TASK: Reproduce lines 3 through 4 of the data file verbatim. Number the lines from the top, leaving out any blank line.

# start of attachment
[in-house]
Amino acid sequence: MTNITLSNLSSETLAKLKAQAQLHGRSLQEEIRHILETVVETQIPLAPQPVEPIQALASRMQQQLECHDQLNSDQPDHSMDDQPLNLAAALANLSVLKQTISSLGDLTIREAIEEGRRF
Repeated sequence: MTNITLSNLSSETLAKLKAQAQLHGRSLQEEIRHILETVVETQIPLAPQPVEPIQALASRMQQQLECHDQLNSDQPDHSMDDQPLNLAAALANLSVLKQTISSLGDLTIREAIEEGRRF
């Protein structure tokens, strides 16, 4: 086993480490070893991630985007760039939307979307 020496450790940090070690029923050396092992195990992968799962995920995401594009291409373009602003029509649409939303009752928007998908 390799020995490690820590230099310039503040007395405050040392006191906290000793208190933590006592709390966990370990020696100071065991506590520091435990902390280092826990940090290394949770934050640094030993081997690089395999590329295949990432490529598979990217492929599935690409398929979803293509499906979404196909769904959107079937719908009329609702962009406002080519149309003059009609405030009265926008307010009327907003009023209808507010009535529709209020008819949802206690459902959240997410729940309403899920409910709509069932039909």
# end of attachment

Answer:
Repeated sequence: MTNITLSNLSSETLAKLKAQAQLHGRSLQEEIRHILETVVETQIPLAPQPVEPIQALASRMQQQLECHDQLNSDQPDHSMDDQPLNLAAALANLSVLKQTISSLGDLTIREAIEEGRRF
């Protein structure tokens, strides 16, 4: 086993480490070893991630985007760039939307979307 020496450790940090070690029923050396092992195990992968799962995920995401594009291409373009602003029509649409939303009752928007998908 390799020995490690820590230099310039503040007395405050040392006191906290000793208190933590006592709390966990370990020696100071065991506590520091435990902390280092826990940090290394949770934050640094030993081997690089395999590329295949990432490529598979990217492929599935690409398929979803293509499906979404196909769904959107079937719908009329609702962009406002080519149309003059009609405030009265926008307010009327907003009023209808507010009535529709209020008819949802206690459902959240997410729940309403899920409910709509069932039909």